Often Tokyo overpowers our images of Japan. The automotive and electronics capital boasts sleek skyscrapers, busy intersections with neon lights, and high-end luxury malls dotted with hundreds of Michelin-star restaurants. But there is another face to the country that offers pristine landscapes, ancient history and a rapidly fading culture.
During my recent visit to Japan, I traveled to several small towns that even many Japanese people living in Tokyo have never heard of. On a tour offered by Walk Japan, a local operator that advertises hiking and cultural tours around the country, I spent 10 days exploring the Kunisaki Peninsula located in the southwestern part of the country.
Our small group of four stayed at traditional Japanese inns, known as ryokans, throughout the tour. A far cry from my luxurious room on the 37th floor of the Mandarin Oriental in Nihonbashi business district of Tokyo, these bare-minimum lodging facilities offer comfort, cleanliness and personalized service. I had to learn to sleep on tatami mats, bathe nude in common baths (called Onsen), wear a Yucata (dressing gown) every evening, and eat a regimental diet of raw fish, miso soup and steamed rice three times a day. All of this was very strange at first, nevertheless an experience that I learned to enjoy.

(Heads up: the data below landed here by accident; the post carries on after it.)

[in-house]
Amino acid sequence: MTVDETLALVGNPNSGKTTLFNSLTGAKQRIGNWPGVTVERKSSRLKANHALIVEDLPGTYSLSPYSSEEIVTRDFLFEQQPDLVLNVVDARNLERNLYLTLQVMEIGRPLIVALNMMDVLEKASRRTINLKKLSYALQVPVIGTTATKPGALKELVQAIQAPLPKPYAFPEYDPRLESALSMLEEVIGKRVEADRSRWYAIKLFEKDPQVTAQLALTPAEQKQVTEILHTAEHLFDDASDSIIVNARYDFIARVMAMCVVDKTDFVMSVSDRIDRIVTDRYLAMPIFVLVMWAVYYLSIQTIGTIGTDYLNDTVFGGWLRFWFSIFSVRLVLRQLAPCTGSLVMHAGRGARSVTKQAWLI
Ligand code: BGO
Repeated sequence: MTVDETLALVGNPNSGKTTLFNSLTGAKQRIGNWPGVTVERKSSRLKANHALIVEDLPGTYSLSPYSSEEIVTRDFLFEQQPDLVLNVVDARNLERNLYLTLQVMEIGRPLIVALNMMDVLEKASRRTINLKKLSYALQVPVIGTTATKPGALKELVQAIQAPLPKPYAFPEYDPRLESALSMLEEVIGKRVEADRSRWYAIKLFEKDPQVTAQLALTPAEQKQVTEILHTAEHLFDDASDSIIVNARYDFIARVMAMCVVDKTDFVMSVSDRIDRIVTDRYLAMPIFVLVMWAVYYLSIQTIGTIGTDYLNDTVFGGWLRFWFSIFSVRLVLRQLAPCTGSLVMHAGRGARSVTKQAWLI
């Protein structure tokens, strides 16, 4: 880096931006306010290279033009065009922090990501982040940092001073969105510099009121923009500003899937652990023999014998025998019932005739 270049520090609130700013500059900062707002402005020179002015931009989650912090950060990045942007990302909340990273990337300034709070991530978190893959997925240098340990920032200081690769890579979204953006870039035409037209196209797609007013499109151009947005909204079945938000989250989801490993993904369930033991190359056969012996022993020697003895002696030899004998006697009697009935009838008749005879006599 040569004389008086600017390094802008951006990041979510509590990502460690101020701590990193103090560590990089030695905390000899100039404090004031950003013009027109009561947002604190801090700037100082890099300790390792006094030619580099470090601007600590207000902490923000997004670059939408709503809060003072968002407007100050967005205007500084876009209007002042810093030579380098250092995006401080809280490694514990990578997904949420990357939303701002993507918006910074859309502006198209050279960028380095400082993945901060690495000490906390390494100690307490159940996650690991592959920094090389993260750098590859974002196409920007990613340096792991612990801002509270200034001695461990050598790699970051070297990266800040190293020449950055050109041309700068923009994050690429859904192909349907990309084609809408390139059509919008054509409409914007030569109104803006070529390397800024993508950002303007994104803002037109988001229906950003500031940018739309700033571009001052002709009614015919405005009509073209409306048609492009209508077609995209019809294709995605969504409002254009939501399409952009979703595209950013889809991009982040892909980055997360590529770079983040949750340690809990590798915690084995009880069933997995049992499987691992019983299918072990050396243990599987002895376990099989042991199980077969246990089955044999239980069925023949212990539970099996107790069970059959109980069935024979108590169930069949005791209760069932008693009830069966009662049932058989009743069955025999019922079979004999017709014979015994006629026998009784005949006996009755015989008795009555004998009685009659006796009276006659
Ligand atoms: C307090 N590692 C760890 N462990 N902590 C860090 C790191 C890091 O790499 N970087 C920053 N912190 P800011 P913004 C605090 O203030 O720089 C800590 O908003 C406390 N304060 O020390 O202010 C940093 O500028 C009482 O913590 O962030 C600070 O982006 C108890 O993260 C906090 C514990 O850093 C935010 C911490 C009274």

Small nuances made me realize the strong feeling of community that Japanese people share, which probably explains why Japanese tourists are always seen traveling in large groups.
For example, a room at the Ryokan is charged on a per-person basis. You may pay $400 for four people staying in each of their own rooms, or $400 for four people sharing one room. The Japanese tourist would prefer the latter. Most of the rooms at a Ryokan don’t come equipped with private toilets, and even outside guests come to bathe at the hotel’s hot springs and baths communal-style for a nominal fee. I never saw anyone dining alone at a restaurant in this area. There were always friends, families and guests sharing elaborate platters of homemade specialties prepared by the innkeeper, and very rarely any menus.
During the day, we discovered the rich history of Kunisaki, trekking through steep hills, dense forests and open fields. As we traced the paths of monks who had been through these areas for over a thousand years, we paid respects at rarely frequented Shinto shrines, stone carvings, statues, caves and Buddhist temples.
I found out that majority of Japanese people consider themselves Buddhist, as well as Shinto, an ancient religious belief that focuses on shrine worship towards a multitude of gods. Around the 12th century, when Buddhism flourished on this peninsula, there were more than 50 temples with 800 buildings here. We spent a night at a ryokan adjacent to Fukiji Temple, the oldest wooden structure on the island of Kyushu (circa 718 AD).